Joy in Prison

“And Joseph’s master took him, and put him into a prison . . . But Jehovah was with Joseph . . . and that which he did, Jehovah made it to prosper” (Gen. 39:20-23).

When God lets us go to prison because we have been serving Him, and goes there with us, prison is about the most blessed place in the world that we could be in.  Joseph seems to have known that.  He did not sulk and grow discouraged and rebellious because .”everything was against him.”  If he had, the prison-keeper would never have trusted him so.  Joseph does not even seem to have pitied himself.
Let us remember that if self-pity is allowed to set in, that is the end of us–until it is cast utterly from us.  Joseph just turned over everything in joyous trust to God, and so the keeper of the prison turned over everything to Joseph.  Lord Jesus, when the prison doors close in on me, keep me trusting, and keep my joy full and abounding.  Prosper Thy work through me in prison: even there, make me free indeed.–Selected

A little bird I am,
Shut from the fields of air,
And in my cage I sit and sing
To Him who placed me there;
Well pleased a prisoner to be,
Because, my God, it pleaseth Thee.

My cage confines me round,
Abroad I cannot fly,
But though my wing is closely bound,
My soul is at liberty;
For prison walls cannot control
The flight, the freedom of the soul.

I have learnt to love the darkness of sorrow; there you see the brightness of His face.–Madame Guyon

(From Charles E Cowman Devotionals – Streams in the Desert)

Thou Art Near

“What I tell you in the darkness, speak ye in the light.”(Matt. 10:27.)

OUR Lord is constantly taking us into the dark, that He may tell us things. Into the dark of the shadowed home, where bereavement has drawn the blinds; into the dark of the lonely, desolate life, where some infirmity closes us in from the light and stir of life; into the dark of some crushing sorrow and disappointment.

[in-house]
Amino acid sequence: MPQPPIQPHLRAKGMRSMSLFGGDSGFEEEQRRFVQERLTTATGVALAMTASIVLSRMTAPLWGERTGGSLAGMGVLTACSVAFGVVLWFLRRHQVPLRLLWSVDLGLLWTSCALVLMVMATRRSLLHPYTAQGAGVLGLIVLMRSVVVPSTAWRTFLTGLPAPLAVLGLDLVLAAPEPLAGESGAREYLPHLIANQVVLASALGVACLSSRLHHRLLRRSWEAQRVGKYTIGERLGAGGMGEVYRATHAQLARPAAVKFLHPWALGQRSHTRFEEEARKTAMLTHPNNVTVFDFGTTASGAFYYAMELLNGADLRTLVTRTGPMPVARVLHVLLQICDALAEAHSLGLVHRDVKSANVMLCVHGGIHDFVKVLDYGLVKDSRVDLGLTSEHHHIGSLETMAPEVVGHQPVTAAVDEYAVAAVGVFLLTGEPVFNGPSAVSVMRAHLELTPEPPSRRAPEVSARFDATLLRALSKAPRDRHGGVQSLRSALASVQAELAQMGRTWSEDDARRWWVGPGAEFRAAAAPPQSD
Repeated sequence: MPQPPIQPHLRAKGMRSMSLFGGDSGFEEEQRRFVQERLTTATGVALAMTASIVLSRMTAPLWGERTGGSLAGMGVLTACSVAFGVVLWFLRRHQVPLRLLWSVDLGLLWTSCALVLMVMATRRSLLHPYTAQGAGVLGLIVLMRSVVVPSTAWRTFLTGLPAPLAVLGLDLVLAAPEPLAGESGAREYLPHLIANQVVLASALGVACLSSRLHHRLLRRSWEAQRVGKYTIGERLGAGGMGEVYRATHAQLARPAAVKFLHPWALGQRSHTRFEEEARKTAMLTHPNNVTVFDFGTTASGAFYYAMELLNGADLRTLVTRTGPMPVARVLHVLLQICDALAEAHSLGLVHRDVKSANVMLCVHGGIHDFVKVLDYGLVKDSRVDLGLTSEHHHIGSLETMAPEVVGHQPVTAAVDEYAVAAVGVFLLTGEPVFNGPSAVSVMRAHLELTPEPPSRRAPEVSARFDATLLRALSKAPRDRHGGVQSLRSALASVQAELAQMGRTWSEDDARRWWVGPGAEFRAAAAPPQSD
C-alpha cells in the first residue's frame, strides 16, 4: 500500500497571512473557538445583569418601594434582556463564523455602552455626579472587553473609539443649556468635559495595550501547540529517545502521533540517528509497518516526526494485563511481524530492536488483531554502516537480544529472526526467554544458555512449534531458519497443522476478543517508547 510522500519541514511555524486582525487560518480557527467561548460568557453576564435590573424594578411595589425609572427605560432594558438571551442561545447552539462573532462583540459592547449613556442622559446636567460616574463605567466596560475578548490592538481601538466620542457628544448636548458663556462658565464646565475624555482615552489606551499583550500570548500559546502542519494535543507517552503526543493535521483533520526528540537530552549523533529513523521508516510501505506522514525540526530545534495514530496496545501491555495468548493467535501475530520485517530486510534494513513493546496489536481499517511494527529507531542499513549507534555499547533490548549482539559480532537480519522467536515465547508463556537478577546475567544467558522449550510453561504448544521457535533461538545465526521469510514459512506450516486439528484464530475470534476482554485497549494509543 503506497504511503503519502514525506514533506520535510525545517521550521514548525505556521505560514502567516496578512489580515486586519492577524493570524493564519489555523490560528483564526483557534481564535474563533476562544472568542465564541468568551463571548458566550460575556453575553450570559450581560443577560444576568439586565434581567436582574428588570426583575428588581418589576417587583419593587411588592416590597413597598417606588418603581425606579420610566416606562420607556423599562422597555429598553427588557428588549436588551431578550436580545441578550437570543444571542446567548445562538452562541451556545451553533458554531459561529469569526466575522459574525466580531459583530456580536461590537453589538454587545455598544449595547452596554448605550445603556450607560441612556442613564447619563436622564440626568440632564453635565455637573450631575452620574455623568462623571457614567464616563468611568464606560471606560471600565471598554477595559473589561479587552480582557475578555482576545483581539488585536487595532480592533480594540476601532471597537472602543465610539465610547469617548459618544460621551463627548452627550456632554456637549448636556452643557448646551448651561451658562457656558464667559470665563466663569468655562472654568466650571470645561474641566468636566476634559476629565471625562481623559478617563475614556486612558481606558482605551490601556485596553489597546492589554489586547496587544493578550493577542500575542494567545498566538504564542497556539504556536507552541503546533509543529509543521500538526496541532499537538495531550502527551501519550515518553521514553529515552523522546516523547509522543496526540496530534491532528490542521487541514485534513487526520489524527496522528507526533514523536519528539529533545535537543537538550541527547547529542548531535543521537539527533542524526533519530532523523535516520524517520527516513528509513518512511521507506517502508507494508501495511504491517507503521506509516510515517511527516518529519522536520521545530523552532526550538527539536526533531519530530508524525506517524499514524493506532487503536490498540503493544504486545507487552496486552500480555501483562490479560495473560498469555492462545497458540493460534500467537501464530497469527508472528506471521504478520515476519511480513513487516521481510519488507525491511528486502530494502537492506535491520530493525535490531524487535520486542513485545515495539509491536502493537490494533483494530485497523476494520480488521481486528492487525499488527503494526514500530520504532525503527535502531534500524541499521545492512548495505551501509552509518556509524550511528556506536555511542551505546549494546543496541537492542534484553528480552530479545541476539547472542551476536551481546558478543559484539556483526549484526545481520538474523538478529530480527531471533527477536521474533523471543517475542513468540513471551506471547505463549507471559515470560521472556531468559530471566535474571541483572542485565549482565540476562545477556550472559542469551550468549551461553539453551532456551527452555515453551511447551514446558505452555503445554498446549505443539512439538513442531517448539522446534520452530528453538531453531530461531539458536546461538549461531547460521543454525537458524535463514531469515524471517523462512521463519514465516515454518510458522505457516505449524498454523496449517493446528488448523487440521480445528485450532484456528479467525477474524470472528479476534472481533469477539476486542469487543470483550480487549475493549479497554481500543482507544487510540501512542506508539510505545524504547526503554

Then He tells us His secrets, great and wonderful, eternal and infinite; He causes the eye which has become dazzled by the glare of earth to behold the heavenly constellations; and the ear to detect the undertones of his voice, which is often drowned amid the tumult of earth’s strident cries.

But such revelations always imply a corresponding responsibility?”that speak ye in the light? that proclaim upon the housetops.”

We are not meant to always linger in the dark, or stay in the closet; presently we shall be summoned to take our place in the rush and storm of life; and when that moment comes, we are to speak and proclaim what we have learned.

This gives a new meaning to suffering, the saddest element in which is often its apparent aimlessness. “How useless I am!” “What am I doing for the betterment of men?” “Wherefore this waste of the precious spikenard of my soul?”

Such are the desperate laments of the sufferer. But God has a purpose in it all. He has withdrawn His child to the higher altitudes of fellowship, that he may hear God speaking face to face, and bear the message to his fellows at the mountain foot.

Were the forty days wasted that Moses spent on the Mount, or the period spent at Horeb by Elijah, or the years spent in Arabia by Paul?

There is no short cut to the life of faith, which is the all-vital condition of a holy and victorious life. We must have periods of lonely meditation and fellowship with God. That our souls should have their mountains of fellowship, their valley of quiet rest beneath the shadow of a great rock, their nights beneath the stars, when darkness has veiled the material and silenced the stir of human like, and has opened the view of the infinite and eternal, is as indispensable as that our bodies should have food.

Thus alone can the sense of God’s presence become the fixed possession of the soul, enabling it to say repeatedly, with the Psalmist, “Thou art near, O God.” — F. B. Meyer.

Perfection of Suffering

“The Lord will perfect that which concerneth me” (Ps. 138:8).

There is a Divine mystery in suffering, a strange and supernatural power in it, which has never been fathomed by the human reason. There never has been known great saintliness of soul which did not pass through great suffering. When the suffering soul reaches a calm sweet carelessness, when it can inwardly smile at its own suffering, and does not even ask God to deliver it from suffering, then it has wrought its blessed ministry; then patience has its perfect work; then the crucifixion begins to weave itself into a crown.